The following is taken from an interview with Clifford Schrock conducted by Reagan Schrock. Clifford is administrator and teacher at Sharon Mennonite Bible Institute where he has served for over ten years. He is best known for his classes on topics of nonresistance, apologetics, and separation from the world. Clifford lives with his family in Harrisonville, PA.
The first thing to be said about nonresistance is that it is different from classical pacifism, in the sense that we do not think the government should not go to war, or that there is no place for capital punishment. The term ‘nonresistance’ is drawn primarily out of the Sermon on the Mount where Jesus says to “resist not evil”1. Whether one is in business, in church, or is involved in some sort of government job or government responsibilities, Jesus’ commands of nonresistance still encompasses all of a Christian’s life. A Christian’s life should be unified, not splitting to say, “Here’s my secular life and here is my following Christ.” We must follow Christ in every area. Do we do that perfectly? Probably not, but that’s the call. The vision is to be like Christ and to respond to that calling in every area of our lives. Nonresistance doesn’t just mean that we don’t go to war; it’s a lifestyle.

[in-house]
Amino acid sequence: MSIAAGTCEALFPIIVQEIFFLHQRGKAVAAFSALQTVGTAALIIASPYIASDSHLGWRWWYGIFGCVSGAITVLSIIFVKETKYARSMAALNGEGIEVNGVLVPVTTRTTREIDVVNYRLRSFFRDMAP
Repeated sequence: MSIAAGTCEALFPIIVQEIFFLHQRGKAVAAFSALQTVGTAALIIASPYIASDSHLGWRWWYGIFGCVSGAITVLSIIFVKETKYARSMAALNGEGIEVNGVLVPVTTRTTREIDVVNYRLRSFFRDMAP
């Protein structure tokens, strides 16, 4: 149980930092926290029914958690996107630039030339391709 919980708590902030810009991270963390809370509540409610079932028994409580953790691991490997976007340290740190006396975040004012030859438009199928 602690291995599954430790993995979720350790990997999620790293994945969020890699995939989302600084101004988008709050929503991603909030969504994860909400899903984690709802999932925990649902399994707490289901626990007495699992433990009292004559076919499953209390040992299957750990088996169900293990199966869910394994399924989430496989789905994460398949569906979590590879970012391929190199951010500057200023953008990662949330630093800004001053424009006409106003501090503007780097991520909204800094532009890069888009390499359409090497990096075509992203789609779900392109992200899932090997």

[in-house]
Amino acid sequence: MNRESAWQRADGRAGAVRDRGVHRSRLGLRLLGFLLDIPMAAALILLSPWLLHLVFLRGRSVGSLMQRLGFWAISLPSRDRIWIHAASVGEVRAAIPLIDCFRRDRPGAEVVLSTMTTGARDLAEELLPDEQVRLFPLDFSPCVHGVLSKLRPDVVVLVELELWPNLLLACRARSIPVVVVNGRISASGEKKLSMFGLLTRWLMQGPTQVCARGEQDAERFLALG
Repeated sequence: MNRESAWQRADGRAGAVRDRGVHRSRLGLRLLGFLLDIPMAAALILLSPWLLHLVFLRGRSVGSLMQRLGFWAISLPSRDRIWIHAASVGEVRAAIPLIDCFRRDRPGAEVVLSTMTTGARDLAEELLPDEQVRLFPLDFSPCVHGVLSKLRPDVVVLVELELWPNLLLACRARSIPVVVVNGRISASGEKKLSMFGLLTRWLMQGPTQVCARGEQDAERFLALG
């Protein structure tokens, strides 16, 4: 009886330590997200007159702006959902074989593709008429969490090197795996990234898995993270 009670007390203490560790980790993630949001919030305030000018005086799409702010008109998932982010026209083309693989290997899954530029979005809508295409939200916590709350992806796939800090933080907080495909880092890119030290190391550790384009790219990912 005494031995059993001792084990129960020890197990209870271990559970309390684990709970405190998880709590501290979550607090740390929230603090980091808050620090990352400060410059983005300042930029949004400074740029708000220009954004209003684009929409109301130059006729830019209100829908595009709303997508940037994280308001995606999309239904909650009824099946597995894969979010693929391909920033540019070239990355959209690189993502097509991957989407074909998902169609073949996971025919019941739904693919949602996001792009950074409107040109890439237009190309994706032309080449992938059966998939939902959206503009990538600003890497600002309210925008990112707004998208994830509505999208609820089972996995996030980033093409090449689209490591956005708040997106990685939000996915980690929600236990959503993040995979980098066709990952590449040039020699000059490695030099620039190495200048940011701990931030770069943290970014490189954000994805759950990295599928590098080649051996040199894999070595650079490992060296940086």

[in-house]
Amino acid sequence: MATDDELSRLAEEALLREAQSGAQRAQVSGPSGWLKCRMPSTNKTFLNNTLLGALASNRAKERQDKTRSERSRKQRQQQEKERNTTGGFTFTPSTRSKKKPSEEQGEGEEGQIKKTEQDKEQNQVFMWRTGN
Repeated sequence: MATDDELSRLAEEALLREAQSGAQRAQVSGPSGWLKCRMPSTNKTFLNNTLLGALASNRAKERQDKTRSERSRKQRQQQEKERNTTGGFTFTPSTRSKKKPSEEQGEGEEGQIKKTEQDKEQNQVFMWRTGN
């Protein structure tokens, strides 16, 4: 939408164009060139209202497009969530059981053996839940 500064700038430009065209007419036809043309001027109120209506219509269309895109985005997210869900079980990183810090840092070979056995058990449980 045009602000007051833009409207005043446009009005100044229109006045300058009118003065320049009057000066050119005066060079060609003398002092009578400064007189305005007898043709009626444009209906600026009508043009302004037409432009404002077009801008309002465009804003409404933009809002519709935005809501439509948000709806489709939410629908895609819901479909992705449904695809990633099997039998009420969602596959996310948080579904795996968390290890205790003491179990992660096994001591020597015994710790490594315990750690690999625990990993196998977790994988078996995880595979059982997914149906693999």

Sometimes people understand nonresistance only in terms of the negative, by the things we don’t do, such as not going to war. Even the word itself, nonresistance, is in the negative. During one of my classes on this topic we talked a good bit about terminology and if there could be a better term for this principle. A possible replacement would be ‘radical love’, because that’s really what we are called to do‒to love our neighbor, to love our enemies‒and that becomes proactive, it becomes something we do. It also takes us far beyond passive nonresistance and simply backing out of the situation. Jesus did not call us to back out and walk away. He called us to do more. Sometimes when we use the term nonresistance we think we shouldn’t resist evil, and this has resulted in our having been given the label, “the quiet in the land”. That’s not all bad, but sometimes it’s gone too far and we haven’t gotten in the way of evil, to use Val Yoder’s expression. In a very proactive way, instead of passively doing nothing, we should be getting in the way of evil. The Scriptural principles of nonresistance, however, are what shapes how we get into the way of evil as followers of Christ. We don’t petition, protest, picket, try to force our agenda, or force the government or other people to do what we want them to do. We can appeal, we can pray, but those same aforementioned principles shape how we go about approaching those kinds of interventions.